2. slow to exert effect b/c of transcription
regulation involvement


Steroid Hormones

1. glucocorticoids
2. mineralocorticoids
3. sex hormones


Hormones Released by Adrenal Cortex & Adrenal Medulla

1. Adrenal Cortex:
I. Steroid hormones
2. Adrenal Medulla:
I. Catecholamines



Enzyme that converts T4 to T3 by removing an iodone from T4


Major Sites of Metabolic Activity in the Body

1. Brain
2. Cardiac tissue
3. Skeletal tissue
4. Adipose Tissue
5. Liver


Liver-Specific Metabolism

I. Functions
1. Maintenance of constant blood glucose levels
I. Well-fed state
1. glycogenesis
2. fatty-acid synthesis
i. from excess blood glucose
that is converted to acetyl-
ii. get released in blood asVLDL
2. Post-absorptive & fasting states
1. glycogenolysis
2. gluconeogenesis
i. contributing reactants:
1. lactate from anaerobic
2. glycerol from
3. ketogenic amino-acids
*************Following a meal, amino acid metabolism provide hepatic energy************************************
2. Ketogenesis during periods of excess beta-


Adipose Tissue Metabolism

I. Well-fed state
1. increased glucose uptake
2. fatty acid uptake from
VLDL/Chylomicrons and its re-
esterification in triacylglycerol storages
2. Fasting State
1. fatty acid release from adipose tissues
into circulation following epinephrine
activation of hormone sensitive lipase


Skeletal Muscle Metabolism

I. Resting Muscle
1. Well-fed state
1. muscular glucose uptake
2. Muscular amino acid uptake for
protein synthesis
3. Glycogenesis
4. glycolysis and beta-oxidation
2. Fasting State
1. oxidation of circulating free-fatty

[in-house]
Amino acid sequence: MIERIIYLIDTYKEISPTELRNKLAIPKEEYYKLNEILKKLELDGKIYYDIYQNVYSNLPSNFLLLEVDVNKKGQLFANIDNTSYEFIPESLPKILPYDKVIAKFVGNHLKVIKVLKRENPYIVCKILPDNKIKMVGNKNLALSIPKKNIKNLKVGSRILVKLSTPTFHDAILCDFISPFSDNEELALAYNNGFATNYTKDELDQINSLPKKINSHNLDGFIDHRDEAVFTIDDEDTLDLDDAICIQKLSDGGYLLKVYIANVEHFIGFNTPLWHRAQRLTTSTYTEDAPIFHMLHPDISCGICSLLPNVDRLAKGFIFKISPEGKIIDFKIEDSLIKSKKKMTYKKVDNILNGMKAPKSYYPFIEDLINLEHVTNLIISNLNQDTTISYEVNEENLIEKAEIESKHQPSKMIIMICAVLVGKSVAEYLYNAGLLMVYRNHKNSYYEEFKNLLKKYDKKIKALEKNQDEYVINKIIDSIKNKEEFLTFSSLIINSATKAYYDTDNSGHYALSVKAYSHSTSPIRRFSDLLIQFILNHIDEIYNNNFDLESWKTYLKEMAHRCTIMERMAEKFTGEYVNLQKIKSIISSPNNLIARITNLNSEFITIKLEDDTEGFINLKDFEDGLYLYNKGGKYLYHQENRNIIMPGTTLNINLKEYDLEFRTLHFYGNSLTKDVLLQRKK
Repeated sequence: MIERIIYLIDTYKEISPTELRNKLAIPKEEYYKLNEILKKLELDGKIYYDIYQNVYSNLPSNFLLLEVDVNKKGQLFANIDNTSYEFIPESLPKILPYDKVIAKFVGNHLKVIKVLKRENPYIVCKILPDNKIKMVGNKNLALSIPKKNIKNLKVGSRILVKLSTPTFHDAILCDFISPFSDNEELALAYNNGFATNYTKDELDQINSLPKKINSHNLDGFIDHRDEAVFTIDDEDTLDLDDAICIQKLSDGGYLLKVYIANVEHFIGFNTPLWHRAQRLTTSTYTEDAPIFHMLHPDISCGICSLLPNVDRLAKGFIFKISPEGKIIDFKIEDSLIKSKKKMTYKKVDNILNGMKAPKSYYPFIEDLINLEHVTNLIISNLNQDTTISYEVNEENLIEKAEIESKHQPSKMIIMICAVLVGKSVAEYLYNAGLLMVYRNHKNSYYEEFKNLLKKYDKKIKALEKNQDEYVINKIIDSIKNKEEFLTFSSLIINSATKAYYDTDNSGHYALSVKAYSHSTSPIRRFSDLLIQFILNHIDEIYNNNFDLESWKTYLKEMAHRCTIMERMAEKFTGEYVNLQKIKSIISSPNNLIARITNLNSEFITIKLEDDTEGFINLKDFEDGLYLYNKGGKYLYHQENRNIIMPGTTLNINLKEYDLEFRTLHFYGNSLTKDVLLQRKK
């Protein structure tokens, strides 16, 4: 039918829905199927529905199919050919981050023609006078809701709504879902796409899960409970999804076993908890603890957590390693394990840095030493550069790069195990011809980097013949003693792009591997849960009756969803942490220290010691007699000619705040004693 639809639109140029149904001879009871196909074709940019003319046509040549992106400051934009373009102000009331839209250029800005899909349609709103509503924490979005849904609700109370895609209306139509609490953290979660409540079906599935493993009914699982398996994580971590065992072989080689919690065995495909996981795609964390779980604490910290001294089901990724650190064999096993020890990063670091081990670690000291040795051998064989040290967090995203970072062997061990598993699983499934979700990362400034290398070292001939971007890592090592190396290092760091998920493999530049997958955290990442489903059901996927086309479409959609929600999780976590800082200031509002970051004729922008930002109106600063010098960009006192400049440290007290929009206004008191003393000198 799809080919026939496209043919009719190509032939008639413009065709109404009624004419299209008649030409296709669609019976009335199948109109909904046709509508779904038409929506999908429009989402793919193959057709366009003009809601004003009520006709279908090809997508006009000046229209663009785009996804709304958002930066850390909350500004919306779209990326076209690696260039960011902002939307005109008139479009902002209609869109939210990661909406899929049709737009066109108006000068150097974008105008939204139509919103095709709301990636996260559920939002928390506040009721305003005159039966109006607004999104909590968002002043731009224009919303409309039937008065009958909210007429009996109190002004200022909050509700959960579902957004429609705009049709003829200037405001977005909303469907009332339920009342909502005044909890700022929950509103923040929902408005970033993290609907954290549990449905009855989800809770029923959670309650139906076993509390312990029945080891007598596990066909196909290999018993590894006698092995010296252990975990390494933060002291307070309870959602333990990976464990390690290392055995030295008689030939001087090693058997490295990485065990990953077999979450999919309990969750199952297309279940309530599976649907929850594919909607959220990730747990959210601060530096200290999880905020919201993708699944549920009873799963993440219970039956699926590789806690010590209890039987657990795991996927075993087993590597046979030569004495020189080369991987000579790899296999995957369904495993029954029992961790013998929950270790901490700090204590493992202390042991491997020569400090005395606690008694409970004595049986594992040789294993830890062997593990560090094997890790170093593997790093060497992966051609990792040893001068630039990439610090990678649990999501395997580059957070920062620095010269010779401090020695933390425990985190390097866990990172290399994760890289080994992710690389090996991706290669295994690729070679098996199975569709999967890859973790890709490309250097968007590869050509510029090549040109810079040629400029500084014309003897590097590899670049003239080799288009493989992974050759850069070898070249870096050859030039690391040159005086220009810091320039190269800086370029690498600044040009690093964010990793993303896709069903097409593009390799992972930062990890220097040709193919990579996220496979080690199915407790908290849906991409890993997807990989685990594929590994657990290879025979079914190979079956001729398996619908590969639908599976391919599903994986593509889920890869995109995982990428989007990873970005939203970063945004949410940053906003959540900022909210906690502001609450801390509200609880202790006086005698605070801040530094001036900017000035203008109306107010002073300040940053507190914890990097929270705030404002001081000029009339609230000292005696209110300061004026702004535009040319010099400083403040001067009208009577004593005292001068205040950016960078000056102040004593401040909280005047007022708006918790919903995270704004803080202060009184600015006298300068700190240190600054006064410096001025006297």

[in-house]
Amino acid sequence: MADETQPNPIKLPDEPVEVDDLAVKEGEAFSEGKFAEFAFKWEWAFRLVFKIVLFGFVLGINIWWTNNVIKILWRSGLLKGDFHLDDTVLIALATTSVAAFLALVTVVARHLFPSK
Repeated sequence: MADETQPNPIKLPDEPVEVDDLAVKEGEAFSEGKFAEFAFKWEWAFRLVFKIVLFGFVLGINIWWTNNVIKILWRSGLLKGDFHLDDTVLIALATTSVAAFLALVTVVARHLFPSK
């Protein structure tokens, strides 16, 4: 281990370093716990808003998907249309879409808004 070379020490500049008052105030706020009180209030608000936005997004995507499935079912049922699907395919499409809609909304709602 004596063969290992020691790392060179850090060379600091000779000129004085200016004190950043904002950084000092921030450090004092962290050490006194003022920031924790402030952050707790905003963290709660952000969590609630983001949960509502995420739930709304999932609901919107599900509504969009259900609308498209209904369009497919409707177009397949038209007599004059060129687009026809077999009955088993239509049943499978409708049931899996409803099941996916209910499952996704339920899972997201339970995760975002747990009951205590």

acids for energy
3. Prolonged Fasting State
1. oxidation of ketone bodies
II. Active Muscle
1. short-bursts of high intensity exercise
1. oxidation of glycogen stores
A. anaerobic glycolysis
2. beta-oxidation of triacylglycerol store
3. creatine phosphate
2. High-intensity, continuous exercise
1. glycogen stores deplete
2. beta-oxidation continues
****rate of exercise declines at rate that
can be supported by beta-oxidation****


Cardiac Muscle Metabolism

1. Well-fed state
1. fatty-acid oxidation
2. Prolonged fasting-state
1. fatty acid oxidation
2. ketone body metabolism

****In cases of cardiac illnesses like CHF, glucose oxidation increases and B-oxidation falls**********
Otherwise, the heart always prefers beta-oxidation***


Brain Metabolism

1. Well-fed State
1. Glucose only
*Fatty acid does not cross brain's blood barrier***
2. Fasting State
1. glucose from
1. glycogenolysis
2. gluconeogenesis
3. Prolonged-Fasting State
1. 1/3 glucose
2. 2/3 ketone bodies

***when hypothalamus senses hypoglycemia, it triggers glucagon and epinephrine release*****


Basal Metabolic Rate or BMR

The amount of energy required for one sedentary day
-measured by calorimetry
-predicted by
1. age
2. gender
3. weight
4. height


Factors Responsible for Weight Control

1. Diet
2. Exercise
3. Socioeconomic Status
4. Geography
5. Genetics


Hormones that Regulate Hunger and Satiety

1. Ghrelin
1. secreted by:
I. stomach
2. stimulators:
I. sight
II. taste
III. sound
IV. smell of food
3. Functions
I. increase appetite
II. stimulate orexin release
2. Orexin
1. Stimulators:
I. hypothalamus signal
II. ghrelin release
2. Functions
I. sleep-wake cycle
II. increases alertness
III. increases appetite
3. Leptin
1. Secreted by:
I. adipocytes
2. Functions:
I. decreases appetite
II. suppresses orexin production


Body Mass Index

1. Formula:
2. Range of values
1. normal 18.5-20
2. overweight: 20-25
3. Obese: >30



Device that allows accurate measurement of respiratory quotient


Respiratory Quotient

RQ= CO2 produced / O2 consumed
***varies depending on
1. Type of fuel used
2. Starvation
3. Exercise
4. Stress
Types & levels
1. RQ of carbs: 1
2. RQ of lipids: 0.7
3. RQ in resting individuals: 0.8
i. significance:
1. consumption of both carbs & lipids



Device that measures BMR
****pg 420****